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What are toll-like receptors?
- Innate receptors that recognize pathogens and their products and stimulate production of cytokines and chemokines in receptor-bearing cells
- They are important for resistance to viral, bacterial, and fungal infection
Give 5 examples of PAMPs recognized by TLRs
- 1. Lipoteichoic acids: gram+ cell walls
- 2. Lipopolysaccharide (LPS): gram- outer membrane
- 3. Bacterial flagella
- 4. Unmethylated repeats of CpG: abundant in bacterial DNA (methylated in mammalian DAN)
- 5. Double-stranded RNA: many viruses can produce, not a mammalian characteristic
Examples of cells that express TLRs
- dendritic cells
- NK cells
- B cells
- epithelial cells
- ***NOT T-cells
Describe the basic structure of mammalian TLRs
- Leucine-rich repeat (LRR): extracellular region
- creates horseshoe-shape
- recognizes ligands on outside and inside of this shape
- Toll-IL-1-receptor (TIR): cytoplasmic tail
- interacts with other TIR-like domains (often from other signaling molecules) to produce signal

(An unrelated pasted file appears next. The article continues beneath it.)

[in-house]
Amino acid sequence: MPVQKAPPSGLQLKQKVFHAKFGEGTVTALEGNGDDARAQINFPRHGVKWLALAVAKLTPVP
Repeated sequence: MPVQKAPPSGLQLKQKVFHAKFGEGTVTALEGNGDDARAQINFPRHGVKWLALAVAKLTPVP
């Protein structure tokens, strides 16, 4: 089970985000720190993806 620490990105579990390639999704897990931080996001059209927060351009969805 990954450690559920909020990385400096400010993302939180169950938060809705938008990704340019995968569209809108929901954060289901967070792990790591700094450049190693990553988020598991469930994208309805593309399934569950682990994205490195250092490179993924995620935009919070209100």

What are the important (discussed) TLRs and what PAMPs activate them?
- TLR 1,2,6: lipoteichoic acid of gram+, diacyl and triacyl lipoproteins of gram-
- TLR 3: long-strand dsRNA
- TLR 3,7,9: viral RNA and DNA via the endocytic pathway
- TLR 4: LPS of gram-
- TLR 5: Bacterial monomeric flagellin
How is signaling initiated in TLRs?
- Ligand binding (direct or indirect) induces formation of dimers (heterodimers OR homodimers)
- Close TIR domains initiate signaling
What are NOD-like receptors? How do they work? What do they recognize?
- NLRs are intracellular sensors for microbial products (in the cytoplasm)
- activate NFκB to initiate the same inflammatory response as TLRs
- NOD1: recognize γ-glutamyl diaminopimelic acid (breakdown product of gram- in the cytoplasm)
- NOD2: recognizes muramyl dipeptide (peptidoglycan constituent of gram+ and gram-)
- NLRP subfamily recognizes muramyl dipeptide, bacterial DNA (non-methylated CpG repeats), and dsRNA
What are the RIG-I-like helicases? MDA-5? How do they work? What do they recognize?
- Retinoic acid-inducible gene I: sense the unmodified 5'-triphosphate end of ssRNA (eukaryotic RNA is typically "capped") in the cytoplasm
- melanoma differentiation-associated 5: similar in structure, but senses dsRNA
- Recognition in these proteins activates a signaling pathway resulting in IFN-α and IFN-β
Signaling by mammalian TLRs and NLRs induce intracellular responses that together result in production of....
- Inflammatory cytokines (TNF-α, IL-1β, IL-6)
- Antimicrobial peptides